The 2013 Carolina Panthers already have a different look in the front office with new General Manager David Gettleman. He’s just begun his work and his first deal was to pick up an inexpensive free agent DT, Colin Cole. I’ve already pointed out how that’s not a good sign for veteran Ron Edwards. The Panthers need cap room and Ron might well be gone. Such is the nature of the business.
With the rookie wage scale in mind, what should we be looking for in a well-done draft?
The most obvious to me is to consider trading down out of the #14 overall spot. If they stay and WR Cordorrelle Patterson is there, he might wind up being a great choice. It depends on Pro days at the various college campuses with a lot of “name” players sitting the combine out this year.
With a trade down, they swap places with the lower-ranked pick usually for multiple later ones or their second-rounder as well. The exceptionally deep draft in DL talent this year, more specifically at the DT position, means the Panthers can get a starting DT even at pick 32 overall.
The Panthers enter the 2013 draft just like they did the 2012 draft – without a 3rd-round pick. Carolina’s third round choice belongs to the Niners via the Frank Alexander trade last year. For Rivera’s sake, a similar trade this year might be in order so the Panthers could be busy dealing throughout.
Since we agree the DT area is a top priority and I mentioned Cordarrelle Patterson, the Miami Dolphins at 12 are looking heavily at free agent Mike Wallace, who is possibly going to make $13-15 million a year. He’s widely regarded as the fastest man in the NFL and the most dangerous receiver to take it for 6 after the catch simply with that speed.
As such, he’s going to command a lot of money. It’s money the Dolphins are willing to spend with their talented young gun in QB Ryan Tannehill, and he’s a guy who can get the ball downfield to such a receiver. Tannehill has also shown a willingness to attempt those passes but his help at WR in 2012 was thin to put it kindly.
The reason I dwell on this is that it could make the option to trade down a little more difficult. The Dolphins could ink Wallace, then take WR Patterson at 12 and make the Panthers look hard at Keenan Allen from California or the other way around. If that’s the case, both teams will still be looking to draft a DT with their following pick because that looks like Miami’s other big area of need with corner possibly being up there.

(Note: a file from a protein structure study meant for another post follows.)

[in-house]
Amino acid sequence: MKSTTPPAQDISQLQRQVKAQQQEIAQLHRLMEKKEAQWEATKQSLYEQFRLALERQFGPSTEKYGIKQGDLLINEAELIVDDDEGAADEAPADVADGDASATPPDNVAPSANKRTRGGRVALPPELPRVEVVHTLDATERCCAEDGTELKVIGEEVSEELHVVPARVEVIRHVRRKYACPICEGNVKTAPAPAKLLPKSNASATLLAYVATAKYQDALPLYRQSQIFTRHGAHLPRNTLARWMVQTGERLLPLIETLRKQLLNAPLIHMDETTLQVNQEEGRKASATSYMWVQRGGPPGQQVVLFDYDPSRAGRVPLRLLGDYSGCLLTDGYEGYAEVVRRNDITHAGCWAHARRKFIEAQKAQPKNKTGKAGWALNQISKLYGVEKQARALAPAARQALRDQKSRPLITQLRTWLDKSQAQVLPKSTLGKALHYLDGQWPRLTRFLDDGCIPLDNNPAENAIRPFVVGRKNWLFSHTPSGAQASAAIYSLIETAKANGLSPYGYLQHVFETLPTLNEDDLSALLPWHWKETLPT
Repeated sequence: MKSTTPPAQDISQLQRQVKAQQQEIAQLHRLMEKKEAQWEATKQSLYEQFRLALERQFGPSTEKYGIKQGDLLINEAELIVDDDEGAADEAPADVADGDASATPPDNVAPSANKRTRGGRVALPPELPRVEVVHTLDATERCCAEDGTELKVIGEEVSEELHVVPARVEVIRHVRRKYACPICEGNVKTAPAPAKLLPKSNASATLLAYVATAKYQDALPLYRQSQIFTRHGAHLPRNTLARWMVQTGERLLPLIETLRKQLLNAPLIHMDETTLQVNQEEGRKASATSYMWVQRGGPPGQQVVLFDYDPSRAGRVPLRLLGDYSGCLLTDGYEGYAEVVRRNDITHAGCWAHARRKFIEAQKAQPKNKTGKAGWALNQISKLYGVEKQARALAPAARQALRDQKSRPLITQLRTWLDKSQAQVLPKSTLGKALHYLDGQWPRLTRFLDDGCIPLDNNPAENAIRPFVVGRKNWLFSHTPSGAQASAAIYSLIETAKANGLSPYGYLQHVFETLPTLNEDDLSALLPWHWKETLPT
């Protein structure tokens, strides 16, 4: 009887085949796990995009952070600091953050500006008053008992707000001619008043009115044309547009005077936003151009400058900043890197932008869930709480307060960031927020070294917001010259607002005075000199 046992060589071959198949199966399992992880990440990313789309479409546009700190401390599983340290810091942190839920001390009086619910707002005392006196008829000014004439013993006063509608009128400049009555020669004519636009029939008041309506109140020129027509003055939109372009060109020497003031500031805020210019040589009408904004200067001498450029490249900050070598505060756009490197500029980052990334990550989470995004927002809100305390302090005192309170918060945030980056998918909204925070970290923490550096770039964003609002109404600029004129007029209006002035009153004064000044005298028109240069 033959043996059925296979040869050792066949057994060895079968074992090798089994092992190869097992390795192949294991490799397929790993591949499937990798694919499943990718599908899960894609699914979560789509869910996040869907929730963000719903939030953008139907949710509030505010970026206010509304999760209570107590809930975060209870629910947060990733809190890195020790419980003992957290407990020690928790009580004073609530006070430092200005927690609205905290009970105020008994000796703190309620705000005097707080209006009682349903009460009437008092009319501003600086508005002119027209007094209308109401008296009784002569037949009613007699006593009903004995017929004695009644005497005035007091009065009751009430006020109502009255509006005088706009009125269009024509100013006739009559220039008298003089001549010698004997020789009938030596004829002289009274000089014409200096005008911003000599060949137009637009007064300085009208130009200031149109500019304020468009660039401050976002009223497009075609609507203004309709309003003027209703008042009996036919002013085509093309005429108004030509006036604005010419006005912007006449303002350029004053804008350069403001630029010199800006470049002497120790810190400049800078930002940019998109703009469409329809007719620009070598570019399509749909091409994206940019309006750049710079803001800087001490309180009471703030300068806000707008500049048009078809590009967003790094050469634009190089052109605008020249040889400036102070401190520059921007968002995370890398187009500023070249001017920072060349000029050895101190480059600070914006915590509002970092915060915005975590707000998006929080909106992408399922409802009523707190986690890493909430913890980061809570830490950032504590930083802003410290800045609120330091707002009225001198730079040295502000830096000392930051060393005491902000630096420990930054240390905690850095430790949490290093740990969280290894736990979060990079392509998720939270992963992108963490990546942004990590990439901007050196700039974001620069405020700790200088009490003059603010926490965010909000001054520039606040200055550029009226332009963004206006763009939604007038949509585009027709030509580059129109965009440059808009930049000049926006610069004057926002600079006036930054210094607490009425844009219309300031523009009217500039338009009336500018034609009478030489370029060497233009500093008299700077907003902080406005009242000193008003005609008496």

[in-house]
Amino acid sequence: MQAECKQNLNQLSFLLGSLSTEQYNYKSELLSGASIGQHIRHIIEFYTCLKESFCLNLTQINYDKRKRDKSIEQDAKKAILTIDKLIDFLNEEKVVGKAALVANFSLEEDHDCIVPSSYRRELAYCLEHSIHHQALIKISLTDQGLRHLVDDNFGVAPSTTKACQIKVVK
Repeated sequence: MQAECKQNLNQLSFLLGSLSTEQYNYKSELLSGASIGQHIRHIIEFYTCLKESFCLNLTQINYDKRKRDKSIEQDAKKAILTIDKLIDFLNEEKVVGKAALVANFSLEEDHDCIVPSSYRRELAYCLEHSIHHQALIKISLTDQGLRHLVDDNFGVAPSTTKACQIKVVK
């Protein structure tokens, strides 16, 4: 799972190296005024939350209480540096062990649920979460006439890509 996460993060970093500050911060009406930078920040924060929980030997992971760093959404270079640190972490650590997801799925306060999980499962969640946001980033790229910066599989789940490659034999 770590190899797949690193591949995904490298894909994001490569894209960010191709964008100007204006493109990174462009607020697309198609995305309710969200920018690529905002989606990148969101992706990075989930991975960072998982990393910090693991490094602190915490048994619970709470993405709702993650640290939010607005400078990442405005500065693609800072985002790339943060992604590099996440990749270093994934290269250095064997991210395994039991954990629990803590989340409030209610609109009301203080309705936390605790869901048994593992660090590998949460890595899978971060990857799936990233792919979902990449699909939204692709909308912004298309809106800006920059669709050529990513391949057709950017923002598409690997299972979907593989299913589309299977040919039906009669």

However Gettleman’s strategy plays out, I’m looking for one of the top-6 or so WRs in the draft – again if they go DT-WR instead of WR-DT. That would be ideal, and the safer way this year is to go WR-DT.
If so, don’t be surprised to see Gettleman take the best WR available at 14, assuming it’s either fellow I’ve mentioned here. At this point, anyone else, aside from possibly La. Tech’s Marcus Patton, might be a bit of a reach.
After rounds 1 and 2, they have no 3rd round pick again but have one in each of the remaining rounds.
I’d look at an OG next, and some combination of TE, 2nd DT, 2nd WR, FS and/or OLB. I’m not quite sure as to the coaching staff’s confidence level of the state of the secondary, but the focus will probably be on WR, OG, and TE on offense while the interior DL needs new bodies, the OLB corps could use someone new because I think Beason’s out, and they don’t want to depend on Thomas Davis’ trick knee.
Perhaps D.J. Campbell can breathe some new life into a below-average group of safeties, but SS Charles Godfrey is capable if unspectacular while the FS position is a weakness. Campbell is the key here.
The need at WR along with the lack of a third round pick complicated with the aforementioned thin WR class makes trading down a dicey proposition if the Carolina Panthers are looking to get not just 3 starters but an heir for aging wideout Steve Smith. The priority placed upon that position depends on the thoughts on Brandon LaFell.
I thought he made some key first-down catches, but had that famous drop-six. I’d like another weapon for Cam out there, myself.
With multiple needs on defense, sometimes the path is to just outscore your opponents, and the Indianapolis Colts showed drafting heavily on offense can produce playoff dividends and that’s a tempting direction to go.
They could get a WR in the first, another or a TE in the second, a guard in the 4th, and the TE or WR they didn’t draft in the second in the 5th before they draft on defense.
If David Gettleman can get them effective and inexpensive help in free agency and pulls off a draft that nets 3 or 4 new starters on offense, the 2013 Carolina Panthers would field a top-five NFL offense.
I really hope he can pull the rabbit out of the hat.
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